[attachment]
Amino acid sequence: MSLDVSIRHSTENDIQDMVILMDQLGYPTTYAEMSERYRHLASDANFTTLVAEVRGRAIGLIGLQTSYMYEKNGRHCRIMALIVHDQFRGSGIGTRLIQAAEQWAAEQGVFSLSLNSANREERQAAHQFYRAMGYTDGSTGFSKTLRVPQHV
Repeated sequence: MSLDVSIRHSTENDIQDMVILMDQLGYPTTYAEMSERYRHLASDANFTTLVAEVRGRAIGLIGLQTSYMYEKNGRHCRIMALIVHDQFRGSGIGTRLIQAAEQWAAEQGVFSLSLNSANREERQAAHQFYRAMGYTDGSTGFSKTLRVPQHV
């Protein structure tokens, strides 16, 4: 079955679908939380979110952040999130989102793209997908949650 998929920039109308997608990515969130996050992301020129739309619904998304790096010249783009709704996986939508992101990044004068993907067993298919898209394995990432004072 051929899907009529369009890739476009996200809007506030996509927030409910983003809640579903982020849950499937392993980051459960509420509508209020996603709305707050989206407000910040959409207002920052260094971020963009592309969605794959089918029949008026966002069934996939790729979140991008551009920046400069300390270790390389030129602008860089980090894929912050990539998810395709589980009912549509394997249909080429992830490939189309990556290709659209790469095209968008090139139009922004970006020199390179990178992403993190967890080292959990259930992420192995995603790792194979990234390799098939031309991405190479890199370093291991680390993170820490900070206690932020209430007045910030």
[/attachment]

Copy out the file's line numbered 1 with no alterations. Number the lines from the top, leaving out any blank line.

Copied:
Amino acid sequence: MSLDVSIRHSTENDIQDMVILMDQLGYPTTYAEMSERYRHLASDANFTTLVAEVRGRAIGLIGLQTSYMYEKNGRHCRIMALIVHDQFRGSGIGTRLIQAAEQWAAEQGVFSLSLNSANREERQAAHQFYRAMGYTDGSTGFSKTLRVPQHV